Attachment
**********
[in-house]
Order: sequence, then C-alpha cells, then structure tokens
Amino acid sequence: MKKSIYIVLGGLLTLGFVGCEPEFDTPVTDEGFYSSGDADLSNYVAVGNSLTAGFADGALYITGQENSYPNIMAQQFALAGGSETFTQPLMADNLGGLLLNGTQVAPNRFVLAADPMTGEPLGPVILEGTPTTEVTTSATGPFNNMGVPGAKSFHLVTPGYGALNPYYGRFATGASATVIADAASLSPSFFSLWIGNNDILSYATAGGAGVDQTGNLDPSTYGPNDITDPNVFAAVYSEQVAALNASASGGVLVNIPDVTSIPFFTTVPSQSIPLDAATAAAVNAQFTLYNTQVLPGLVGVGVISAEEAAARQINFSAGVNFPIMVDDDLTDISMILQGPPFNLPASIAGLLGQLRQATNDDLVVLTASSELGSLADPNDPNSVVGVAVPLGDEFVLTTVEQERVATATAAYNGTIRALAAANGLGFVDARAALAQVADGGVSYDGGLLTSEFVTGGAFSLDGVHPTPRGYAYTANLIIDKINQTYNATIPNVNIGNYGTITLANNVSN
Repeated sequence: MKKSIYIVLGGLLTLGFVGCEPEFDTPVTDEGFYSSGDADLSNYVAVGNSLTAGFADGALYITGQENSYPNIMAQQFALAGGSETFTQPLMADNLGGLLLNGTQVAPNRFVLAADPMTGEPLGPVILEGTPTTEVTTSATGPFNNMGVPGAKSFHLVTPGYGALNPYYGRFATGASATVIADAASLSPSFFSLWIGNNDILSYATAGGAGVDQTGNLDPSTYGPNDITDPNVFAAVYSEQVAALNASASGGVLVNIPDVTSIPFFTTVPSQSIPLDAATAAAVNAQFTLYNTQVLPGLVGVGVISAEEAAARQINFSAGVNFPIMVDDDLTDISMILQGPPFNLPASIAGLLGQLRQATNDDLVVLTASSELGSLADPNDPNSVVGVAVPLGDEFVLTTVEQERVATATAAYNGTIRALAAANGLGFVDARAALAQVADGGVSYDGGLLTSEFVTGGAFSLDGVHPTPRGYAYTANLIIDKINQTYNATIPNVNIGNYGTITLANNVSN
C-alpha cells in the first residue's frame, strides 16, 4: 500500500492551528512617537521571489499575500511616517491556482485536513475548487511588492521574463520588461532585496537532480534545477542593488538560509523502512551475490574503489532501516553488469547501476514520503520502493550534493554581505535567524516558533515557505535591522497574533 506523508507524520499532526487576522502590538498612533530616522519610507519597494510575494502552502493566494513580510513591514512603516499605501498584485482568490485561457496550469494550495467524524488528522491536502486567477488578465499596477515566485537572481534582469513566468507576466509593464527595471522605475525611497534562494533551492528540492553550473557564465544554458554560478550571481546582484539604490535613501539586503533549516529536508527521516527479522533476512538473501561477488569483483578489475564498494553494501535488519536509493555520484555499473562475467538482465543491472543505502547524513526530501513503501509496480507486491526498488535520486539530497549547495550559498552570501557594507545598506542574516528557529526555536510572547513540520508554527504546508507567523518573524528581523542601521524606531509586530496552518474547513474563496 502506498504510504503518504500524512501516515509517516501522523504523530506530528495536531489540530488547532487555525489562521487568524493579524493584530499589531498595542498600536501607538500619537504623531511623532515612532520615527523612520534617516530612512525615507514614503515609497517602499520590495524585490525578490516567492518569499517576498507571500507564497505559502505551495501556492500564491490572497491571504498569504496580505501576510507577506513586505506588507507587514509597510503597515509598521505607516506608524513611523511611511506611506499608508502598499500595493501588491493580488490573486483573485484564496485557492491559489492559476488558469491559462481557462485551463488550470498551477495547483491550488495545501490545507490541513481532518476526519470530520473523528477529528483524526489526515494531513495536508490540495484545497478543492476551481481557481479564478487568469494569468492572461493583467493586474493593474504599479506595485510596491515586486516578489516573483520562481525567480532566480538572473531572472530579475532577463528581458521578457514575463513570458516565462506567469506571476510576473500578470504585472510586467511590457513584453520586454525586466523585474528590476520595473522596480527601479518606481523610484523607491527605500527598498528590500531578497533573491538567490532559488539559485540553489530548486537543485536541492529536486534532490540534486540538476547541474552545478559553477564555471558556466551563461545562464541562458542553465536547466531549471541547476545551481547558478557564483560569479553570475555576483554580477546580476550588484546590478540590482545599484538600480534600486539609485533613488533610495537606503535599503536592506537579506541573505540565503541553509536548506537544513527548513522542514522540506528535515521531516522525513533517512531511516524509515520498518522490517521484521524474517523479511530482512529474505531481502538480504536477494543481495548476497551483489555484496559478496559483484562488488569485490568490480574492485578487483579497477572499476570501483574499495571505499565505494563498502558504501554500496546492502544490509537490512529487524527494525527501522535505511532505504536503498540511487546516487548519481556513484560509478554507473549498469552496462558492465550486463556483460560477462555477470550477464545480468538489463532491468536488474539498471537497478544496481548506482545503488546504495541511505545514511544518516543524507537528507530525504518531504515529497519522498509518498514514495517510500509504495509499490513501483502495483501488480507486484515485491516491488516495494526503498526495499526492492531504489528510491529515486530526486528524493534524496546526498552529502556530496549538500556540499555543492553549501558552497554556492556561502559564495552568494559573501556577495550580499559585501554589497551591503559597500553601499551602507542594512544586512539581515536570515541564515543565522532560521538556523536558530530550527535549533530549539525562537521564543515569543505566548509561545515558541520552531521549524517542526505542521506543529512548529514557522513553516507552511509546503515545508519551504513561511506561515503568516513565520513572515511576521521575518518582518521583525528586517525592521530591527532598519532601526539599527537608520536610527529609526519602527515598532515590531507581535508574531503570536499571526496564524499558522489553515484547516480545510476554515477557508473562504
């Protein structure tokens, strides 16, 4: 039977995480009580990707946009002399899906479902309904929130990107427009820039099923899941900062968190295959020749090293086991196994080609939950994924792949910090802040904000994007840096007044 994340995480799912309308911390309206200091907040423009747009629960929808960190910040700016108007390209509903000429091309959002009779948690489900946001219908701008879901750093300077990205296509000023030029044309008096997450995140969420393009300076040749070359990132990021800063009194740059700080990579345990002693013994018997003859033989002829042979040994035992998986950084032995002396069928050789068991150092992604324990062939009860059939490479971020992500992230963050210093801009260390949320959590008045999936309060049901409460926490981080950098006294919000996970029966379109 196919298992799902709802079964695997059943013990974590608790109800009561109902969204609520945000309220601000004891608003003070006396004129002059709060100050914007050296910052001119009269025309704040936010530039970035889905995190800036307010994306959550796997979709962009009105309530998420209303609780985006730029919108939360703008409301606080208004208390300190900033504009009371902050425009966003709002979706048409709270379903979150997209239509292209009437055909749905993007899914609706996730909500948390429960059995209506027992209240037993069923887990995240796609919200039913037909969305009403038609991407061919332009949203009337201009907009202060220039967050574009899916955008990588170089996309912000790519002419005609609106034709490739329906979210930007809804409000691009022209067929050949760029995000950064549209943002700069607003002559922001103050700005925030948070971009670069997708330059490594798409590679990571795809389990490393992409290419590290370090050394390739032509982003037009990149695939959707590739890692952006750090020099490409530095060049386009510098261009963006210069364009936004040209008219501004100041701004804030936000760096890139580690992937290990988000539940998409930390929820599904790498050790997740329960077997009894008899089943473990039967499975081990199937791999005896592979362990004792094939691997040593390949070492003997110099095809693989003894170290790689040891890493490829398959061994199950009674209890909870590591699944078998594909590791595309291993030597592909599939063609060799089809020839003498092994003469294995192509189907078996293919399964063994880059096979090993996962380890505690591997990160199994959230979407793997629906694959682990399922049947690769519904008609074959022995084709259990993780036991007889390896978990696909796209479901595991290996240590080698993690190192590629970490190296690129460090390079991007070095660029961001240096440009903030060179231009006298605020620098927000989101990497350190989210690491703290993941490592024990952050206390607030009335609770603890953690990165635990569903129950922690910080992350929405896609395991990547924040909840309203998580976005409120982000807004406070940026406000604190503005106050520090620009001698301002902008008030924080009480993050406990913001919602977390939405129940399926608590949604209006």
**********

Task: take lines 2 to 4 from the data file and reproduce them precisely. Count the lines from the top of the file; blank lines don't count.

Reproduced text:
Order: sequence, then C-alpha cells, then structure tokens
Amino acid sequence: MKKSIYIVLGGLLTLGFVGCEPEFDTPVTDEGFYSSGDADLSNYVAVGNSLTAGFADGALYITGQENSYPNIMAQQFALAGGSETFTQPLMADNLGGLLLNGTQVAPNRFVLAADPMTGEPLGPVILEGTPTTEVTTSATGPFNNMGVPGAKSFHLVTPGYGALNPYYGRFATGASATVIADAASLSPSFFSLWIGNNDILSYATAGGAGVDQTGNLDPSTYGPNDITDPNVFAAVYSEQVAALNASASGGVLVNIPDVTSIPFFTTVPSQSIPLDAATAAAVNAQFTLYNTQVLPGLVGVGVISAEEAAARQINFSAGVNFPIMVDDDLTDISMILQGPPFNLPASIAGLLGQLRQATNDDLVVLTASSELGSLADPNDPNSVVGVAVPLGDEFVLTTVEQERVATATAAYNGTIRALAAANGLGFVDARAALAQVADGGVSYDGGLLTSEFVTGGAFSLDGVHPTPRGYAYTANLIIDKINQTYNATIPNVNIGNYGTITLANNVSN
Repeated sequence: MKKSIYIVLGGLLTLGFVGCEPEFDTPVTDEGFYSSGDADLSNYVAVGNSLTAGFADGALYITGQENSYPNIMAQQFALAGGSETFTQPLMADNLGGLLLNGTQVAPNRFVLAADPMTGEPLGPVILEGTPTTEVTTSATGPFNNMGVPGAKSFHLVTPGYGALNPYYGRFATGASATVIADAASLSPSFFSLWIGNNDILSYATAGGAGVDQTGNLDPSTYGPNDITDPNVFAAVYSEQVAALNASASGGVLVNIPDVTSIPFFTTVPSQSIPLDAATAAAVNAQFTLYNTQVLPGLVGVGVISAEEAAARQINFSAGVNFPIMVDDDLTDISMILQGPPFNLPASIAGLLGQLRQATNDDLVVLTASSELGSLADPNDPNSVVGVAVPLGDEFVLTTVEQERVATATAAYNGTIRALAAANGLGFVDARAALAQVADGGVSYDGGLLTSEFVTGGAFSLDGVHPTPRGYAYTANLIIDKINQTYNATIPNVNIGNYGTITLANNVSN